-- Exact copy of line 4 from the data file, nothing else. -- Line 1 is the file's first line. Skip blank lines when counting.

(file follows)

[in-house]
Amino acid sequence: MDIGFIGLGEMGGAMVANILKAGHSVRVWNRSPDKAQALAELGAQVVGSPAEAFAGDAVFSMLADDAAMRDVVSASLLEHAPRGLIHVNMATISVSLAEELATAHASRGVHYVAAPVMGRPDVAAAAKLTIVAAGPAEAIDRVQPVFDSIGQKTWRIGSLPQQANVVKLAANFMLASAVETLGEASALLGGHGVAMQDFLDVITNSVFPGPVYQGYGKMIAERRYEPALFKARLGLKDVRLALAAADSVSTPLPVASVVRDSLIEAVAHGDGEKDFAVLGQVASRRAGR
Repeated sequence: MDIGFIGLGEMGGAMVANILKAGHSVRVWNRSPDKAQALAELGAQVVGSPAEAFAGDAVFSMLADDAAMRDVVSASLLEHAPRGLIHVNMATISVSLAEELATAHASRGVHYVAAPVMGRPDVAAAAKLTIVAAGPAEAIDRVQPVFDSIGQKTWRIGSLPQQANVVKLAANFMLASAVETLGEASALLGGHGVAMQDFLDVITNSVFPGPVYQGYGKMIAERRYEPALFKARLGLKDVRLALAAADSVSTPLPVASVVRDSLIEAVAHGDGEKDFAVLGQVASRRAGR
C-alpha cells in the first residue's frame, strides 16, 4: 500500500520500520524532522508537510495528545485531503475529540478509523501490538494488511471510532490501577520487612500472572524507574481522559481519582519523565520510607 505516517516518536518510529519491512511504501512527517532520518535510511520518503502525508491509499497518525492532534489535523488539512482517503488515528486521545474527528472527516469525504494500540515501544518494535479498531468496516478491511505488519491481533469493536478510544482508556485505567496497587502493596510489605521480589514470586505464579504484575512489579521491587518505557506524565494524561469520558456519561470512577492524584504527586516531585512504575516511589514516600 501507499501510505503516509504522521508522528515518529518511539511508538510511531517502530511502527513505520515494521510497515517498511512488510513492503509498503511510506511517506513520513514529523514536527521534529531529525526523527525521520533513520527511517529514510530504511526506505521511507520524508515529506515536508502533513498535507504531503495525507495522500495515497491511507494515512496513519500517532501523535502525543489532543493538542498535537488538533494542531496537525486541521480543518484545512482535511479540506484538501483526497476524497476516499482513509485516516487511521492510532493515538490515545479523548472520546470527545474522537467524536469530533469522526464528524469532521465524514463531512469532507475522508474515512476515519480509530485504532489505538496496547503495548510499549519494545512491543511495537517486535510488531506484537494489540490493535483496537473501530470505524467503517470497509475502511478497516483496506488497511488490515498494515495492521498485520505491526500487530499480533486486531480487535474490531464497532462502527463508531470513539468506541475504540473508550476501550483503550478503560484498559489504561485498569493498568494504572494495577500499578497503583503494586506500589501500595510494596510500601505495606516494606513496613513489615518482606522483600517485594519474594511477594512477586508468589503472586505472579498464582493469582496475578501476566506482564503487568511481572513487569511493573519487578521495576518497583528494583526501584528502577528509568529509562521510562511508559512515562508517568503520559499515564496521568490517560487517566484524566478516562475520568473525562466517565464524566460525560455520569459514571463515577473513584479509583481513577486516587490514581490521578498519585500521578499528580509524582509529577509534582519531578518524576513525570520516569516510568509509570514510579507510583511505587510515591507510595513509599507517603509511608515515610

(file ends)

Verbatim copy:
C-alpha cells in the first residue's frame, strides 16, 4: 500500500520500520524532522508537510495528545485531503475529540478509523501490538494488511471510532490501577520487612500472572524507574481522559481519582519523565520510607 505516517516518536518510529519491512511504501512527517532520518535510511520518503502525508491509499497518525492532534489535523488539512482517503488515528486521545474527528472527516469525504494500540515501544518494535479498531468496516478491511505488519491481533469493536478510544482508556485505567496497587502493596510489605521480589514470586505464579504484575512489579521491587518505557506524565494524561469520558456519561470512577492524584504527586516531585512504575516511589514516600 501507499501510505503516509504522521508522528515518529518511539511508538510511531517502530511502527513505520515494521510497515517498511512488510513492503509498503511510506511517506513520513514529523514536527521534529531529525526523527525521520533513520527511517529514510530504511526506505521511507520524508515529506515536508502533513498535507504531503495525507495522500495515497491511507494515512496513519500517532501523535502525543489532543493538542498535537488538533494542531496537525486541521480543518484545512482535511479540506484538501483526497476524497476516499482513509485516516487511521492510532493515538490515545479523548472520546470527545474522537467524536469530533469522526464528524469532521465524514463531512469532507475522508474515512476515519480509530485504532489505538496496547503495548510499549519494545512491543511495537517486535510488531506484537494489540490493535483496537473501530470505524467503517470497509475502511478497516483496506488497511488490515498494515495492521498485520505491526500487530499480533486486531480487535474490531464497532462502527463508531470513539468506541475504540473508550476501550483503550478503560484498559489504561485498569493498568494504572494495577500499578497503583503494586506500589501500595510494596510500601505495606516494606513496613513489615518482606522483600517485594519474594511477594512477586508468589503472586505472579498464582493469582496475578501476566506482564503487568511481572513487569511493573519487578521495576518497583528494583526501584528502577528509568529509562521510562511508559512515562508517568503520559499515564496521568490517560487517566484524566478516562475520568473525562466517565464524566460525560455520569459514571463515577473513584479509583481513577486516587490514581490521578498519585500521578499528580509524582509529577509534582519531578518524576513525570520516569516510568509509570514510579507510583511505587510515591507510595513509599507517603509511608515515610